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Three bishops address marriage referendum

By Sarah Mac Donald - 10 May, 2015

“A society that identifies the two parties in marriage as spouse I and spouse II has lost sight of a deep truth of human nature" - Archbishop Neary.

archbishop-Michael+NearyOne of the country’s top churchmen has said the Catholic Church’s opposition to the redefinition of marriage is not due to a conservative viewpoint or wilfully inhibiting genuine progress.

In a statement issued this weekend, Archbishop Michael Neary of Tuam stated, “We are not being mean-spirited towards those who have same-sex attractions. On the contrary, we regard marriage as the central and crucial social relationship, which is of natural law and plays an indispensable part in human life.”

He said this was seen nowhere more than in pro-creation and the parenting of children and he added that what happens in marriage serves the common good of both the man and the woman and society itself.

“Our view of Christian marriage, properly explained and understood, is not in any way disrespectful of people who experience same-sex attraction. As a Church we believe every person is equal in the sight of God and should always be treated with love, dignity and respect,” Dr Neary said.

Archbishop Neary was one of three bishops who issued statements on Saturday on the marriage referendum. Bishop Brendan Leahy of Limerick and Bishop John Kirby of Clonfert also issued statements.

Elsewhere, Archbishop Neary admitted, “There is no denying the fact that marriage faces difficulties throughout the Western world today. These pressures impinge on all, but particularly on children.”

He said the forthcoming referendum was asking people not just to redefine marriage, but also to deprive children of the right to grow up in a family with a mother and a father.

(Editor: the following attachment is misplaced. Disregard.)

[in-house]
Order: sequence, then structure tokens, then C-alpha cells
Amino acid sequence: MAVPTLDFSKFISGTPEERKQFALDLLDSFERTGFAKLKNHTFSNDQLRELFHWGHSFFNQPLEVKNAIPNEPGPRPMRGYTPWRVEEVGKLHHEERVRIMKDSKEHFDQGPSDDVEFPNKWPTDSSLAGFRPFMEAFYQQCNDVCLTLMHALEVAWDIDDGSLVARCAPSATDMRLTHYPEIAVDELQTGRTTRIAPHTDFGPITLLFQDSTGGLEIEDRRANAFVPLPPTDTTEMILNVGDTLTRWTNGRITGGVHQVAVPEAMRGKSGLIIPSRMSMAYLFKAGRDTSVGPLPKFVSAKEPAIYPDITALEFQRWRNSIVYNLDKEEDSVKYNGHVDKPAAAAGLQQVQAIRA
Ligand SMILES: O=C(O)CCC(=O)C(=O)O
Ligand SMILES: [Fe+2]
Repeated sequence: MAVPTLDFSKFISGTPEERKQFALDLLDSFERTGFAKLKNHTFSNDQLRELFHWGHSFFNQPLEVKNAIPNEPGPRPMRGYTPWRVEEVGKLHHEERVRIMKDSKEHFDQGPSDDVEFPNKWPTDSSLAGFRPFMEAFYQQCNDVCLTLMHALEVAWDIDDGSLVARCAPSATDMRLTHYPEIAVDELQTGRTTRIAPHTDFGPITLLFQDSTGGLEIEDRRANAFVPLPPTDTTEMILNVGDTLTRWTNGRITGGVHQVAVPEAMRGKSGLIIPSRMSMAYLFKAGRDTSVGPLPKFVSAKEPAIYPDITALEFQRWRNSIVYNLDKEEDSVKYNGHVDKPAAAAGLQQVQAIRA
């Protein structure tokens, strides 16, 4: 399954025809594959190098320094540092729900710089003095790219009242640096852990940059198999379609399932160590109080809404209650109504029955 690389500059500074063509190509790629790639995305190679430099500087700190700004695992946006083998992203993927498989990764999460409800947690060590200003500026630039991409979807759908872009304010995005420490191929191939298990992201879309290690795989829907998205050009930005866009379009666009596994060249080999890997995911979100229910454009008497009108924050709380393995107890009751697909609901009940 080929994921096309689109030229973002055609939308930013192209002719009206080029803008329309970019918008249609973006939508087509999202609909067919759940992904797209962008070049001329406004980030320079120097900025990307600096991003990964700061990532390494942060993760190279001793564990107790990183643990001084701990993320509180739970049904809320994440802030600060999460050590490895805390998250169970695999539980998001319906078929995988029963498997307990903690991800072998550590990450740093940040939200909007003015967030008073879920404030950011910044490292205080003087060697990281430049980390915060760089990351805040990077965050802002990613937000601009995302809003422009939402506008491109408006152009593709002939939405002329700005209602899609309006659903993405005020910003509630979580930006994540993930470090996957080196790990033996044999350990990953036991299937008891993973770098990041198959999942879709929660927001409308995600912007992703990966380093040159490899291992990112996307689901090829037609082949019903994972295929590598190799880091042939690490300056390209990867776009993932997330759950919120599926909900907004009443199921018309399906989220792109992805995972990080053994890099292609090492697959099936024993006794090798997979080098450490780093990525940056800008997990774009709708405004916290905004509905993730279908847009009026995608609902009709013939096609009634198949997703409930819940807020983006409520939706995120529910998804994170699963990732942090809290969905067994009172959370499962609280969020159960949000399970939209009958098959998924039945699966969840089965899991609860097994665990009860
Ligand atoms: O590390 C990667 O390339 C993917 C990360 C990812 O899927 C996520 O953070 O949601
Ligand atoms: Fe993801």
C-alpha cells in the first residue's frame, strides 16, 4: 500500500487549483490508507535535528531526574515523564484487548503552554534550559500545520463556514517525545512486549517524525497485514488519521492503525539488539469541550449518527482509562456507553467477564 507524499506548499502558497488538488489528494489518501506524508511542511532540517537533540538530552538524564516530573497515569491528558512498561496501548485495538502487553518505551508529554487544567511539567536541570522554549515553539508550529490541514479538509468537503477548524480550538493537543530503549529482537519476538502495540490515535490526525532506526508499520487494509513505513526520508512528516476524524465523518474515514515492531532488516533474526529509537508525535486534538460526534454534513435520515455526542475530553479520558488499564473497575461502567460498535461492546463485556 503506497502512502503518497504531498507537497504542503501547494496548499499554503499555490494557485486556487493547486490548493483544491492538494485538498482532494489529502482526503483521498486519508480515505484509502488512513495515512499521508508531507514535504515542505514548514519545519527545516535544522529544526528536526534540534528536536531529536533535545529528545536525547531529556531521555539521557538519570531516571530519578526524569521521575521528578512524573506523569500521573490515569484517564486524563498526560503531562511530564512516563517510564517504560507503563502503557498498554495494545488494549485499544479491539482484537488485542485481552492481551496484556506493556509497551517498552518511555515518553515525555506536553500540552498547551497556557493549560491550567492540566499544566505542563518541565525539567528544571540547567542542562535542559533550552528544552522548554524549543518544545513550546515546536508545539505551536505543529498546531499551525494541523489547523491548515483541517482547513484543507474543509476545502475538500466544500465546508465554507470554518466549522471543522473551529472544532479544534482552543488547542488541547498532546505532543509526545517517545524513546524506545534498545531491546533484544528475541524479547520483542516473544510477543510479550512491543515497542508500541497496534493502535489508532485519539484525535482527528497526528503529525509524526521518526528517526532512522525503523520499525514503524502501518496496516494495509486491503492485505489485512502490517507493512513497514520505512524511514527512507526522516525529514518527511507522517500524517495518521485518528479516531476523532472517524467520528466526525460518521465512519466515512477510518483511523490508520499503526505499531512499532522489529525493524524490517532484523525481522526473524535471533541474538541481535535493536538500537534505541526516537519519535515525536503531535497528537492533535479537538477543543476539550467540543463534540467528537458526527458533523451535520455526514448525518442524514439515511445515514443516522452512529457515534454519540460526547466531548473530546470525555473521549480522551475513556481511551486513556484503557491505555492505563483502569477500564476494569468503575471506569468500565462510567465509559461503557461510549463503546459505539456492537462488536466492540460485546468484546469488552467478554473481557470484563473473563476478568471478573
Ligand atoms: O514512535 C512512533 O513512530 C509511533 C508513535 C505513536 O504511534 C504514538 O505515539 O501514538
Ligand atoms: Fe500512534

“Following the Referendum on Children’s Rights our laws now enshrine the principle that, in all decisions relating to a child, the welfare of the child must be paramount,” he warned.

“A society that identifies the two parties in marriage as spouse I and spouse II has lost sight of a deep truth of human nature,” he criticised.

The Archbishop of Tuam asked if the complementary roles of mothers and fathers mattered in the upbringing of children. “Are we going to be the first generation in human history to say that mothers and fathers don’t matter anymore in the upbringing of children?”

He cited Pope Francis who he said has been very clear in saying the family is the foundation of co-existence and a guarantee against social fragmentation.

“Children have a right to grow up in a family with a father and a mother capable of creating a suitable environment for the child’s development and emotional maturity. This referendum is not and should not be about judging the various family types which have always existed as a reality in Ireland.”

“Married parents and single parents deserve as much support as possible as they live out the challenging vocation of parenthood. It is a referendum, however, which is seeking to redefine the very values underpinning our faith-based and cultural understanding of marriage itself, the consequences of which will impact upon our future generations,” he commented.

In saying this, the Archbishop said the Church was not disparaging anyone, nor is it being disrespectful to same-sex relationships.

“Despite what we are led to believe this referendum is not about same-sex relationships or about equality, but about the family.”

Civil partnerships have already been introduced which give same-sex couples the same rights as heterosexual couples in terms of inheritance rights, next-of-kin status, employment, and tax related benefits he highlighted.

Elsewhere in his statement he said we were being told that we must introduce this redefinition of marriage because lots of other countries have. “In fact only one quarter of European countries have done so and none by a popular vote. Indeed, it has been defeated whenever it has been put to the people,” he stated.

He also explained that contrary to popular belief same-sex marriage is not a human right. “The highest human rights court in Europe is the European Court of Human Rights and it has found that there is no right to same-sex marriage in the Convention on Human Rights. States are free to make a distinction in their own laws between marriage and same-sex unions.”

The point should be made that many people who are not Catholic and indeed might rarely find themselves aligned with the Church on any subject have expressed misgivings about the purpose of the referendum and the manner in which the Government has prepared for it and in which some sections of the media have conducted and facilitated debate in its regard, Archbishop Neary said.